New theory proposes weather, not impact, produced Pluto’s Sputnik Planitia
An impacting object might not be the cause of the formation of Sputnik Planitia – the left side of Pluto’s now famous ‘heart’ feature – as previously thought. This is according to a new theory proposed by Douglas Hamilton of the University of Maryland. He argues the basin could have formed as a result of the dwarf planet’s spin axis and unusual climate.
Hamilton, the lead author of one of several Pluto studies published in the Dec. 1 issue of the journal Nature, bases his theory on a computer model.
Since the 2015 discovery of the smooth, craterless region – a deep basin containing nitrogen, methane, and carbon monoxide ices – scientists had presumed it was created by the impact of an object that had hit Pluto while traveling at a high speed.
Now, Hamilton is proposing unusual weather conditions caused by Pluto’s 120-degree axial tilt caused an accumulation of ice in Sputnik Planum that then created the basin.
“The main difference between my model and others is that I suggest that the ice cap formed early, when Pluto was still spinning quickly, and that the basin formed later and not from an impact,” Hamilton explained. “The ice cap provides a slight asymmetry that either locks toward or away from Charon when Pluto’s spin slows to match the orbital motion of the moon.”
Pluto’s unusual axial tilt means the coldest locations on the planet are not the poles but the regions at latitudes 30 degrees north and 30 degrees south.
At these low temperatures, even small ice deposits can grow into larger ones because ice reflects solar heat back into space, keeping the regions cold. This attracts additional ice, resulting in a cycle known as the “runaway albedo effect”. Over time, this cycle produces a single large ice cap that can dominate an entire region.
Sputnik Planitia’s center is located at a latitude of 25 degrees north, putting it in one of the planet’s two perpetually cold regions, and it is covered by a single ice cap.
Although Sputnik Planitia’s basin is larger than its current volume of ice – suggesting the entire heart region known as Tombaugh Regio is losing mass – the weight of its ice could itself have created the basin by pushing down on the surface beneath it.
“Pluto’s big heart weighs heavily on the small planet, leading inevitably to depression,” Hamilton said.
Hamilton also noted a similar phenomenon occurred on Earth, where the Greenland Ice Sheet pushed down the crust it lies on, creating a basin.
The weight of Sputnik Planitia’s ice could also have shifted Pluto’s center of mass at around the same time that Charon’s gravitational force slowed Pluto’s rotation.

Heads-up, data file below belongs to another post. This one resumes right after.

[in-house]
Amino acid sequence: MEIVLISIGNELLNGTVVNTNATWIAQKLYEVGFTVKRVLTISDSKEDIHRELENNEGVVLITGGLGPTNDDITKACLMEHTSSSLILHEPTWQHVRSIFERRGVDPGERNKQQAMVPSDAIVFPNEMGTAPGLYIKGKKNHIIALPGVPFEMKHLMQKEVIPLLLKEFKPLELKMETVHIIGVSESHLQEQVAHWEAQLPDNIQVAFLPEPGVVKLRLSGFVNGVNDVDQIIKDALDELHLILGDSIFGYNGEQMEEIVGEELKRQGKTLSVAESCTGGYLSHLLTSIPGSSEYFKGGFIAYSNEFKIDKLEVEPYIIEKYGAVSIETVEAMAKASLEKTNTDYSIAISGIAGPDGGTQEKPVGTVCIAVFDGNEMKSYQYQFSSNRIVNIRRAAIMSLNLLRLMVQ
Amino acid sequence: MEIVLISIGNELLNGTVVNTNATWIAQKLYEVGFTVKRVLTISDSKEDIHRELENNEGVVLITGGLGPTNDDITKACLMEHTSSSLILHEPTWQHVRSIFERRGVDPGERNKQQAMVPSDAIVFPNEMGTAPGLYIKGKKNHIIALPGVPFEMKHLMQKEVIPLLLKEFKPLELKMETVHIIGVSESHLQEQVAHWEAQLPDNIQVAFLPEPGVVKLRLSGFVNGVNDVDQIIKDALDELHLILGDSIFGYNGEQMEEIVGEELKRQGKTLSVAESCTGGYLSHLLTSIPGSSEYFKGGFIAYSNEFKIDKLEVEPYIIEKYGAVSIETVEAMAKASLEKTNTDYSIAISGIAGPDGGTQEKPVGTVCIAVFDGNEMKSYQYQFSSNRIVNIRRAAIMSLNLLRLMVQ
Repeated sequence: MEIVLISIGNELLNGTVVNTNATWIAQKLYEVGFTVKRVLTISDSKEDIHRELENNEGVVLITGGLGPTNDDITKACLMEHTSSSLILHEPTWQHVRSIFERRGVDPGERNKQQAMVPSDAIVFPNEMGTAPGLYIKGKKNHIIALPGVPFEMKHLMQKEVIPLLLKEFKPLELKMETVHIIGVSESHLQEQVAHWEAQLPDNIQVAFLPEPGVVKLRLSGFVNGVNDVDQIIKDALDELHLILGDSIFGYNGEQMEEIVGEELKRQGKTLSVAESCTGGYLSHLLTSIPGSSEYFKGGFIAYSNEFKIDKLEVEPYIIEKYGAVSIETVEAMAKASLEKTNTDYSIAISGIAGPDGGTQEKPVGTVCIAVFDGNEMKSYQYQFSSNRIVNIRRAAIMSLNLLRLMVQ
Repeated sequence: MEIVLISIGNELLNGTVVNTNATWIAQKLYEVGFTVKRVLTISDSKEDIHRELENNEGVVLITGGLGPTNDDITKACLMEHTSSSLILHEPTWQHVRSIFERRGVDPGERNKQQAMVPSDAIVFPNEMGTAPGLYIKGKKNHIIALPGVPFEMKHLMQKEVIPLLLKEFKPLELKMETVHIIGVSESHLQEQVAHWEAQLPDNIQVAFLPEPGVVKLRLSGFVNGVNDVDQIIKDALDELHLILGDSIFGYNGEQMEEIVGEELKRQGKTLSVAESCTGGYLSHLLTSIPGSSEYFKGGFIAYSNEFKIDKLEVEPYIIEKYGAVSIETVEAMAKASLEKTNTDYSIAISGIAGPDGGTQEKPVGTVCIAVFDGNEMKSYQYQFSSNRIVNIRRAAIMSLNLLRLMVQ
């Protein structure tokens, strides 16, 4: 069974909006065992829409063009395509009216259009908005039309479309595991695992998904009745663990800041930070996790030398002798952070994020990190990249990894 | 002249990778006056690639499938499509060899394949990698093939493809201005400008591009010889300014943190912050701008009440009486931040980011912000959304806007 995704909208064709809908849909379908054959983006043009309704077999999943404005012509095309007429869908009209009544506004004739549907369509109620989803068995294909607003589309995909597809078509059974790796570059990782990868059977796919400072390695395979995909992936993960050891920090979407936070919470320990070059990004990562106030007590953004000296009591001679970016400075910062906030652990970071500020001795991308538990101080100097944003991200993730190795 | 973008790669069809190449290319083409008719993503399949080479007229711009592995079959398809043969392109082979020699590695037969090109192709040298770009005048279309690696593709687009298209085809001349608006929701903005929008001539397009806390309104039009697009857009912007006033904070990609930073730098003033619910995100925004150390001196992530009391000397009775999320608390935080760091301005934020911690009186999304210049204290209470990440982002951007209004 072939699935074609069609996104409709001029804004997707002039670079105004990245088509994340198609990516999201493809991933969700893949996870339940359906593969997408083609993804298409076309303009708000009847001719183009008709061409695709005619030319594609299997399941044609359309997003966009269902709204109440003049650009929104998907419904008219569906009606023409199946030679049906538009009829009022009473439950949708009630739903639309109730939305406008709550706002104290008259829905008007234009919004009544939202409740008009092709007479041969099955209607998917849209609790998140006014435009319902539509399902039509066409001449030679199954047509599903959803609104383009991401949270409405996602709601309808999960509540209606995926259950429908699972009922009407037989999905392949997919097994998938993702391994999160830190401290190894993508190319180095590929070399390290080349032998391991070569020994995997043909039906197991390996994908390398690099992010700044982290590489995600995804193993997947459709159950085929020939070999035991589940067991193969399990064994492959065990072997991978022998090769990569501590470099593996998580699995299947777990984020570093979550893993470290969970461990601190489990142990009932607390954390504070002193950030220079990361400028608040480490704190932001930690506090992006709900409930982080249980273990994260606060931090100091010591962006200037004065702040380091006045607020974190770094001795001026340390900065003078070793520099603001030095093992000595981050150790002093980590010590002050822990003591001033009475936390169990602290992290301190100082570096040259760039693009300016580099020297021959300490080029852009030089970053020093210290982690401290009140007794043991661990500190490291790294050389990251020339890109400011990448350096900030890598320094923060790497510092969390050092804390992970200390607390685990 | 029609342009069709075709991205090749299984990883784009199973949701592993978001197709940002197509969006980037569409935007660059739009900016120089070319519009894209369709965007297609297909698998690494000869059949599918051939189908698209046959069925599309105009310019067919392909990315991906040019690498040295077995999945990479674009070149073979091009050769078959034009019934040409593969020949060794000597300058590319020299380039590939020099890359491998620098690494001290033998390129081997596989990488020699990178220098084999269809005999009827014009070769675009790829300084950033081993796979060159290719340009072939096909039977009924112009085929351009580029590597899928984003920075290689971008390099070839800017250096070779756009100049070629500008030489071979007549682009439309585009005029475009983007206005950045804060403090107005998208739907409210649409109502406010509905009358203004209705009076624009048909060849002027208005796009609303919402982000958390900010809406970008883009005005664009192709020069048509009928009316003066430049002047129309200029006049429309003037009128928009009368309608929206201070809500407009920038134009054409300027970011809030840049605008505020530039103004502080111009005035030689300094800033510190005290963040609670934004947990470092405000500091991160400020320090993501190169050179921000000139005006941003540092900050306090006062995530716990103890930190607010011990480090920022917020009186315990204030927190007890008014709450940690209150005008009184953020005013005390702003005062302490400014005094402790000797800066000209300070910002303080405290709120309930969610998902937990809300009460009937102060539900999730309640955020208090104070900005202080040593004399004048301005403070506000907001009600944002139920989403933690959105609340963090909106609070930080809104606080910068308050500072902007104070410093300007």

With Pluto and Charon both large and close to one another, it took just several million years for the two objects to become tidally locked to one another, meaning both objects always show each other the same face.
When this happened, Sputnik Planitia’s mass assured it had a 50 percent chance of directly facing Charon and a 50 percent chance of facing as far away from Charon as possible. It ended up in the latter position, with a longitude of 175 degrees.
Different computer models were used in the other Pluto studies published in the same issue of Nature.
Francis Nimmo, of the University of California at Santa Cruz, along with Hamilton and several other authors, suggests in another paper that Sputnik Planitia was formed by an impact, with the basin being created later, only after Pluto’s rotation rate had slowed. The basin then moved a small degree to its current location.
A later basin formation, along with Sputnik Planitia’s current properties, suggests the presence of a subsurface ocean beneath its ice.
Hamilton acknowledges either of the two theories of Sputnik Planitia’s origin could be correct.
“Either model is viable under the right conditions,” Hamilton said. “While we cannot conclude definitively that there is an ocean under Pluto’s icy shell, we also cannot state that there is not one.”
Laurel Kornfeld is an amateur astronomer and freelance writer from Highland Park, NJ, who enjoys writing about astronomy and planetary science. She studied journalism at Douglass College, Rutgers University, and earned a Graduate Certificate of Science from Swinburne University’s Astronomy Online program. Her writings have been published online in The Atlantic, Astronomy magazine’s guest blog section, the UK Space Conference, the 2009 IAU General Assembly newspaper, The Space Reporter, and newsletters of various astronomy clubs. She is a member of the Cranford, NJ-based Amateur Astronomers, Inc. Especially interested in the outer solar system, Laurel gave a brief presentation at the 2008 Great Planet Debate held at the Johns Hopkins University Applied Physics Lab in Laurel, MD.